In principle, the exposure time can be shortened by using higher light intensities for the exposure. Given the necessarily narrow design of the exposure head, however, higher light intensities lead to a no longer tolerable heat burden, especially since for the requisite polarization of the light entering the liquid crystal screen, a polarization foil is used. Such polarization filters admit the portion of the incident light that has the “correct” direction of polarization, while the remainder with the “wrong” direction of polarization is absorbed. A considerable amount of heat is thus created in the polarization filter at high light intensities and this heat must be dissipated if destruction of the polarization filter is to be averted. In the liquid crystal screen itself and in the second polarization foil that follows as well, heat from absorbed light occurs.
Particularly in producing offset printing plates for newspaper printing, the sequential exposure in known methods and apparatuses leads to disadvantageous bottlenecks in terms of time.
It is an object of the present invention to provide an improved exposure device for printing plates of the above-described type, which produces exposure results of satisfactory quality with reduced total exposure times.
It is also an object of the present invention to provide an improved method for controlling an exposure device of the above-described type for exposing printing plates according to an electronically stored model, whereby exposure times may be reduced while still producing exposure results of satisfactory quality.
In a method of this generic type, this object is attained in that the model is broken down electronically into two-dimensional partial images; that the partial images are shown in succession, but each partial image is shown with its entire area at the same time, by means of the picture generating unit, and successive partial exposures of the surface to be structured are made, in that a exposure head, provided with the light source, the picture generating unit and the copying optical element, moves between each two partial exposures from one exposure position to the next and stops there for the exposure, so that the individual partial copies are combined again into a total copy of the electronically memorized model.
The invention adopts the known method, in conjunction with a precision-controlled movable exposure head, which is based on the production of flat partial images using a liquid crystal screen, to a stationary exposure arrangement that is based on linear picture generation by means of micromirrors. For that purpose, in a first step of the invention, the stationary exposure device is embodied as a movable exposure head, and in a second step of the invention the quasi-linear micromirror array is replaced by a genuinely two-dimensional array, and in a third step of the invention the electronic process control for the motion of the exposure head and the exposure of the partial images is transferred. In this respect, the teaching provided in the first paragraph of the background section of German Patent Disclosure DE 41 21 509 A1 actually leads one skilled in the art away from using two-dimensional light modulators. If conversely one skilled in the art takes as his point of departure the apparatus and the associated method known from WO 95/22787, then by simply adopting the stationary exposure arrangement with micromirrors known from DE 41 21 509 A1, he certainly does not arrive at the subject of the invention. Nor does simply replacing the liquid crystal screen with the linear micromirror array lead directly to the invention. That would require a genuinely flat-area, two-dimensional micromirror array, which furthermore must be triggered quite differently from the linear array. Furthermore, the micromirror array cannot simply be used to replace the liquid crystal screen, because it reflects the light and does not transmit it. In addition, an absorber for the unusable reflected light must be provided, while the polarizers are no longer needed.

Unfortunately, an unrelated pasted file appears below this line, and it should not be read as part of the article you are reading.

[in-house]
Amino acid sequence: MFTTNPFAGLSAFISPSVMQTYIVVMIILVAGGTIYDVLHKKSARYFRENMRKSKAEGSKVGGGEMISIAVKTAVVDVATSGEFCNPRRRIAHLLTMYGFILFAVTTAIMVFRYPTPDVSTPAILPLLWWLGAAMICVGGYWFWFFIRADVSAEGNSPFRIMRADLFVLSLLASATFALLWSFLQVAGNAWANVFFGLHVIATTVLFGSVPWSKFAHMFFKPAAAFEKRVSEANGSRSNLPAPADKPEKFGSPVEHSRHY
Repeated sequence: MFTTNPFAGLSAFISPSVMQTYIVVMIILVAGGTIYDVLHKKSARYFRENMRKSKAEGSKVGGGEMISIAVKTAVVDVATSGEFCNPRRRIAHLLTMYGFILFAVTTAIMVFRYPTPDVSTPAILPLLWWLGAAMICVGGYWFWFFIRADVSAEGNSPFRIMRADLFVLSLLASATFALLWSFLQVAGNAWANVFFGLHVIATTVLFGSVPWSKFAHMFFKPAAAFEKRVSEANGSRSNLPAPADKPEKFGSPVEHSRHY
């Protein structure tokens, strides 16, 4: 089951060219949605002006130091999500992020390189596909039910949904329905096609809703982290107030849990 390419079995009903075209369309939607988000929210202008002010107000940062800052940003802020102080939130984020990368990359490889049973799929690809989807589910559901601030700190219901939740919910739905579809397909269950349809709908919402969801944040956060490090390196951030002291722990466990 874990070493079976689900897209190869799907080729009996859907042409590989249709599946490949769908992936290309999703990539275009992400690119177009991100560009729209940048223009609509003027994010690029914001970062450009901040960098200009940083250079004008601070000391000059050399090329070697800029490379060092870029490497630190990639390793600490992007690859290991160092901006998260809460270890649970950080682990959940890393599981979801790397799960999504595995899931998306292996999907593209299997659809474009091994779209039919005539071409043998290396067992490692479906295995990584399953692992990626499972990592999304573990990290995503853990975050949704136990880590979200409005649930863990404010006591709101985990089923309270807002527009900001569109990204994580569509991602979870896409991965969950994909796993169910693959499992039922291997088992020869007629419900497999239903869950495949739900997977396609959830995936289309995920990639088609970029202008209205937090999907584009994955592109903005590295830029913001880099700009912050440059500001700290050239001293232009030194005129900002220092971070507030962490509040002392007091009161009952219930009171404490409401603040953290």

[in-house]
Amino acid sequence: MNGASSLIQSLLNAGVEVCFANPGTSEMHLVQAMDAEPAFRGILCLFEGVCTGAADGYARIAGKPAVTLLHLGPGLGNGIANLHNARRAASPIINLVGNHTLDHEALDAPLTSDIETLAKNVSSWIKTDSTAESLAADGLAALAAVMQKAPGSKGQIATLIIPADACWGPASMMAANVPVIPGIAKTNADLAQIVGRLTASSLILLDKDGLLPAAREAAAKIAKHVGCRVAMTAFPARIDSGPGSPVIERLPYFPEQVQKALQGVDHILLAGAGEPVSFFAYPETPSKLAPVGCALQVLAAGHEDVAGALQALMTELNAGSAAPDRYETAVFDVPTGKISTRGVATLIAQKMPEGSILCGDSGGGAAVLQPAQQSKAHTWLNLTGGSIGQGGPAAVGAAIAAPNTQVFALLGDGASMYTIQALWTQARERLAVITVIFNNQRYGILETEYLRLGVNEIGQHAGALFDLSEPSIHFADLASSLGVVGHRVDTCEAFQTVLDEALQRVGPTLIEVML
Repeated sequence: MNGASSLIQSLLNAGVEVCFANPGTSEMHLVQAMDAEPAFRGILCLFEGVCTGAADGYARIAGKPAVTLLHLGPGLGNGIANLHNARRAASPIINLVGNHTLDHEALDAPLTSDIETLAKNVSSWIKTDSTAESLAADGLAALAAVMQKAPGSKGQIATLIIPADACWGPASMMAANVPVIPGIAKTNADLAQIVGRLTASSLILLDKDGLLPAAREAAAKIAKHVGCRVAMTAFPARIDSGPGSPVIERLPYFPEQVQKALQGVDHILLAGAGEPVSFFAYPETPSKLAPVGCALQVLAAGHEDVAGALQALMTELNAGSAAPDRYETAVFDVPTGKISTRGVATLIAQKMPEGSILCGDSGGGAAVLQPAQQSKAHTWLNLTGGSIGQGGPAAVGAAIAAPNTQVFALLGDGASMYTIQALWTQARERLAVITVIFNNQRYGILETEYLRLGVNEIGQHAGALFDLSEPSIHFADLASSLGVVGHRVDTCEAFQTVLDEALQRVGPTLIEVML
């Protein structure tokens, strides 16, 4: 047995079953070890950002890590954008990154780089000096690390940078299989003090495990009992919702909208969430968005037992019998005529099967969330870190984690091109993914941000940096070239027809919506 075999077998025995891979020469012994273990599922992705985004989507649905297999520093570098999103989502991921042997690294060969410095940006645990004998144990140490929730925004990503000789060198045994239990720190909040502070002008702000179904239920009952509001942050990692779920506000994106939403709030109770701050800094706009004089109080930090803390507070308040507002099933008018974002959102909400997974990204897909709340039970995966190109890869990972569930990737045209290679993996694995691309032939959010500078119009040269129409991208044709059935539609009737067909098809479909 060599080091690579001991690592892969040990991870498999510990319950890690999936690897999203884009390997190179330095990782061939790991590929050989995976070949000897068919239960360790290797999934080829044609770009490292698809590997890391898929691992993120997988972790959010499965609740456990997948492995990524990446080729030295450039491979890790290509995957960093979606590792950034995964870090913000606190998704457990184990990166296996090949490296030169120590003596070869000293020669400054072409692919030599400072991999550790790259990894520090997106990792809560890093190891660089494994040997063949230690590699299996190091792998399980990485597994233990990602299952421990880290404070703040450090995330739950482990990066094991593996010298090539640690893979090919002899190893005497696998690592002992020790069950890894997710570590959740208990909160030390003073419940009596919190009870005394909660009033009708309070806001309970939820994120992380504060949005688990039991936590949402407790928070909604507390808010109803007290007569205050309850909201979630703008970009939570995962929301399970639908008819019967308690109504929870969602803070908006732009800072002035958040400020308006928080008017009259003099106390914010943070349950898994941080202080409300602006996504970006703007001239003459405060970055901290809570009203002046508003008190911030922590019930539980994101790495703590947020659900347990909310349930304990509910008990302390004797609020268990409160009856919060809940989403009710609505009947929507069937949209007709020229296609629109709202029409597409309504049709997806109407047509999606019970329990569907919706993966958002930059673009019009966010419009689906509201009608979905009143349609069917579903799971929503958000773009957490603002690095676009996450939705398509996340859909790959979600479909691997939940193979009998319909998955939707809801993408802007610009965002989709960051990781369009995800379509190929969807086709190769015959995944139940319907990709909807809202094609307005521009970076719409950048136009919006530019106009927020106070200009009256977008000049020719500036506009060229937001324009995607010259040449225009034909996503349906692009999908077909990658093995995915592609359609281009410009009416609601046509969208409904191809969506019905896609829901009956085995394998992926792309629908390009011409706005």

It can happen that not all the partial images can actually contain picture information. According to the invention, only partial images that have picture contents are therefore transmitted to the surface to be exposed. Because of the reduced number of partial images, the total exposure time is reduced approximately in proportion to the total number of partial images without any picture content. The exposure head arrives at each position of a partial image, along a meandering path.
The total exposure time still required for the remainder of the partial images can be reduced still further if each partial image is assigned a first data set for its image content and the second data set for its position, and that only data sets belonging together with image content are used to generate a succession of control data sets for transfer to a numerical controller. As a result, the times required for changing position between two exposure sites between the individual exposure times can also be reduced.